A strategy that writers employe when working on their fiction books is to post sections of the book on their blog and solicit feedback from their blog readers. Successful writers like Guy Kawasaki – routinely post their books in progress and get immediate feedback and in turn, make immediate changes. But why do it? Should a writer be concerned that someone will steal the work? Nope. In the US the work is copy write protected as soon as it leaves your fingers. And if it is “stolen,” the providence is easy to prove. And if you are lucky and it’s stolen and distributed – you just increased your fan base, possibly your klout.
So if you are stuck, or if you’d like to experiment, posting your on-going story can accomplish a number of goals:
- It builds your base of fans who will purchase the book
- Those fans will be the first to purchase your book, why? Because they are involved with the book already.
- Those are the fans you count when you approach a publisher or agent
- And if you are lucky, those fans give you feedback you can use
- Those fans will give you encouragement to keep writing
- Conversely they may give you feedback that encourages you to stop writing – which while depressing, is at least an answer.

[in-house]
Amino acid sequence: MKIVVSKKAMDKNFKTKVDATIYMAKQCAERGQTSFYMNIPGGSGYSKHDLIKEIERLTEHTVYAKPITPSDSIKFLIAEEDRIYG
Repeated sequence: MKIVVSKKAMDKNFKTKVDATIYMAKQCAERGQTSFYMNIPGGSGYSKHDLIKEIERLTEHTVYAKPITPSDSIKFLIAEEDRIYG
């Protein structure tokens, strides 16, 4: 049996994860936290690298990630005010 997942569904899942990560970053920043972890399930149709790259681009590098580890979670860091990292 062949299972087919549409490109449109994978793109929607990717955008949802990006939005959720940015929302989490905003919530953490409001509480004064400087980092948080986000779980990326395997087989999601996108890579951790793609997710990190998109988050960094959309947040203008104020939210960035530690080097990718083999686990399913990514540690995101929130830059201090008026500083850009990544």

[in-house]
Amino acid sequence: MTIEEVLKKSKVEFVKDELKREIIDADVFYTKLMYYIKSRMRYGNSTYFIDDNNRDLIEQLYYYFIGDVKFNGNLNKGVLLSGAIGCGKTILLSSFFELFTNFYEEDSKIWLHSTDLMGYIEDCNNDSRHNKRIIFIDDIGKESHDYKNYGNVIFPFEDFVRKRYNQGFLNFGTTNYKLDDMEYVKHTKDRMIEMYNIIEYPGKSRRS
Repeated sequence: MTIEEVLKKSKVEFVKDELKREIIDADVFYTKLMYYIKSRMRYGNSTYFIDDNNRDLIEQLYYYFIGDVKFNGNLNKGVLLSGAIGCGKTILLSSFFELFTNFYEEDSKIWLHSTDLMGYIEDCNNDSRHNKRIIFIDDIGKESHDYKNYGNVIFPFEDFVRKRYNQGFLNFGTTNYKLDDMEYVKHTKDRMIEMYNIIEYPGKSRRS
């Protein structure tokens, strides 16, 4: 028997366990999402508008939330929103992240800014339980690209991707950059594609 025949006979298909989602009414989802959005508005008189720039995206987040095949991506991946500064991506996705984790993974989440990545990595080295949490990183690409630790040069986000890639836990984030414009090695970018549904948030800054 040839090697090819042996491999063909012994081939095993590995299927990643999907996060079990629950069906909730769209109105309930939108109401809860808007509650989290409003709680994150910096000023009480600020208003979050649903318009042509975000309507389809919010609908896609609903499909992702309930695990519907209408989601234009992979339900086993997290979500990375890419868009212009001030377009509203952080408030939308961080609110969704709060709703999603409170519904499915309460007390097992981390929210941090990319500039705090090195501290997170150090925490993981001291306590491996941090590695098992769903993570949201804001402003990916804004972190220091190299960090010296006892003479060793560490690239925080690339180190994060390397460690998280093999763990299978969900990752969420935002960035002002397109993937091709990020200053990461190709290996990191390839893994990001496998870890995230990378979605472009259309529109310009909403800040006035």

This week on Newbie Writers Podcast we are reading a section of my current project and commenting on it. I have posted a section here so you can play the game at home.
Comment here or email me.
Opening chapter – The Five Elements of Time
Premise: what if you have your whole future before you, and it sucks?
A rock shattered the stained glass window scattering shards of red glass at Charity’s feet.
She glanced up at the hole, almost perfectly round. Through it the sky hovered gray, heavy, and un-changed. The hole let in the escalating chanting outside.
Preacher John stopped Charity from reading any more from the One True Word.
A big imposing man, twice the size of slender Charity, he never the less, glanced out at the men in the congregation for approval. Charity didn’t see a single nod, or twitch from any one, but there must have been some sign.